1. The Lawyer's [Generation X] Leadership
    Generation X is still calling the shots and the technological transformation happened under our watch and also, for many, under their noses. So, if motivation is intertwined with reward value and reward value is influenced by past experience, then the current leaders/owners/stakeholders may have never been rewarded for embracing the technological transformation, and innovation, that artificial intelligence and automation of processes allows. Therefore, they may lack the "will" to change.

"How do we change management?"

With honest and careful introspection, followed by a solid strategic plan that focuses on people, process, and technology.

You need to find the will and the way to change management. The “will” is the “why” of behavior change. We discussed the why in the sections above. In contrast, the “way” refers to the cognitive and informational aspects of behavior change. The “way” is the “how” to change. How are you going to innovate your practice? Where do you start? What skills and capabilities are required? Do you have a process map ready? Both - the will and the way - are necessary for successful change management.

In this regard, I strongly believe that adopting a Lean culture will go a long way in effecting change management in your organization. As we discussed, to be able to innovate successfully you need to re-write old scripts. Re-writing the many hidden scripts of lawyers will take executive function, time, and training. It is true that behavior change will always be hard, but you can facilitate it. And using a Lean approach is a proven way to facilitate change and process improvement.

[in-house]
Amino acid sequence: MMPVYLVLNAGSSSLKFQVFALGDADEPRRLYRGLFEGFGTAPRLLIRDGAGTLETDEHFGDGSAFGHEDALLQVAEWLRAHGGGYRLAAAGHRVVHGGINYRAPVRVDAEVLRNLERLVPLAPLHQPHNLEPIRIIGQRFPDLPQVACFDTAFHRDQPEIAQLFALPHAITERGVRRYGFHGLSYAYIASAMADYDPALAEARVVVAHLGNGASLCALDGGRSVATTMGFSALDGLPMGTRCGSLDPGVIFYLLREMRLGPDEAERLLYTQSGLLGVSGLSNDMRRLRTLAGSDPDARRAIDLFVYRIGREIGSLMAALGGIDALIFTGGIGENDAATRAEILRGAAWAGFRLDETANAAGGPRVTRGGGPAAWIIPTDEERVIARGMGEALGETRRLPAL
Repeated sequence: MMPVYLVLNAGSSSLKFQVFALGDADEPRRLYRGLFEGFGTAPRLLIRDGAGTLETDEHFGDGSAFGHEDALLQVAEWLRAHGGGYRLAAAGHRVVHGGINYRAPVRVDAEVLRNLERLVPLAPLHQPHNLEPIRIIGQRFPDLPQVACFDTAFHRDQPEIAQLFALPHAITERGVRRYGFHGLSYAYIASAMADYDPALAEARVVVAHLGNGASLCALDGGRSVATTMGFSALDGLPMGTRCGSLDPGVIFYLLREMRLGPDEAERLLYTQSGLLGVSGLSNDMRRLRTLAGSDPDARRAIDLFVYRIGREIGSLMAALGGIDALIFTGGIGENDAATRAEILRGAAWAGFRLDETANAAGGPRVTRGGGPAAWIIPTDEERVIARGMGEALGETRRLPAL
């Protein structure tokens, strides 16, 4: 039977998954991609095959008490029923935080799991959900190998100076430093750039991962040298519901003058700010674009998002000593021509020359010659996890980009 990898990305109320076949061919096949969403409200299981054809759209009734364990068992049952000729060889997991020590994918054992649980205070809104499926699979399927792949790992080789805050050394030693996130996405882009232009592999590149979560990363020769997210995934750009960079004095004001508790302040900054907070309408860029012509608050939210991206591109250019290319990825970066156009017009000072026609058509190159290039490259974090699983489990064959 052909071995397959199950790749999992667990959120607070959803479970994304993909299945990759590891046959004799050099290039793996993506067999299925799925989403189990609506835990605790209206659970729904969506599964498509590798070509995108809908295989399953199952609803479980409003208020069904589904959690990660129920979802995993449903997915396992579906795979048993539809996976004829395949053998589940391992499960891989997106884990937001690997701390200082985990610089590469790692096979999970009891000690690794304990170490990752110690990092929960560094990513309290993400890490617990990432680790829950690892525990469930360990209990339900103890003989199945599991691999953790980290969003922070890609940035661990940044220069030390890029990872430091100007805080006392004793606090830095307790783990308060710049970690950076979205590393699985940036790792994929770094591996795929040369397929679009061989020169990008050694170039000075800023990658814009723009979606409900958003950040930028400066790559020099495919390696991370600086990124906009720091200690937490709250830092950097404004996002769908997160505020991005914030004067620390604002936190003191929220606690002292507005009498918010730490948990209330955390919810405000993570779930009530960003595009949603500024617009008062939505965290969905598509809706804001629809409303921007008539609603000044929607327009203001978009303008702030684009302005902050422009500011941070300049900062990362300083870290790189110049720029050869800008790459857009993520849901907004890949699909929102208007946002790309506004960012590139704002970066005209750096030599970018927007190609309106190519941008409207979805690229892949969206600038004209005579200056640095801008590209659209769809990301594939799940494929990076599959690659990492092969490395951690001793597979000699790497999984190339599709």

Here is a readers' digest explanation of how to use Lean to assist change management. The Lean concepts have been bolded for emphasis:

  1. Train your Team on Lean principles and tools.
  2. Define, Measure, and Analyze where you are in the innovation curve.
  3. Take steps to Improve your Legal Services delivery to make them more Efficient, reducing Waste.
  4. Continuously find ways to improve the Flow of your legal services delivery models.
  5. Always focus on the Voice of the Client (VOC). And what the client wants is Value.

The first step is to train your team on the principles of Lean. This does not require your team to become Lean Six Sigma certified, far from it. This is merely providing your team with a toolbox full of options for implementation of change management.

Second, define, measure, and analyze where you are in the innovation curve and where you want to be. Prioritize and identify the top 3-5 things you will work on beginning in the 1st Quarter of 2020. To help achieve this, it would be ideal to facilitate a Lean Kaizen event with the relevant team. In this type of event, the team will collaborate to create the right process map for your organization and your innovation goal. Through a Kaizen event, you will be able to determine if the barrier is a lack of will (not being sold on the “why”) or not knowing the “way” (lacking the know-how to get there). If the organization lacks the knowledge, skill, or capacity, you can tackle those issues one by one, as a team, and then create a process map to implement the change.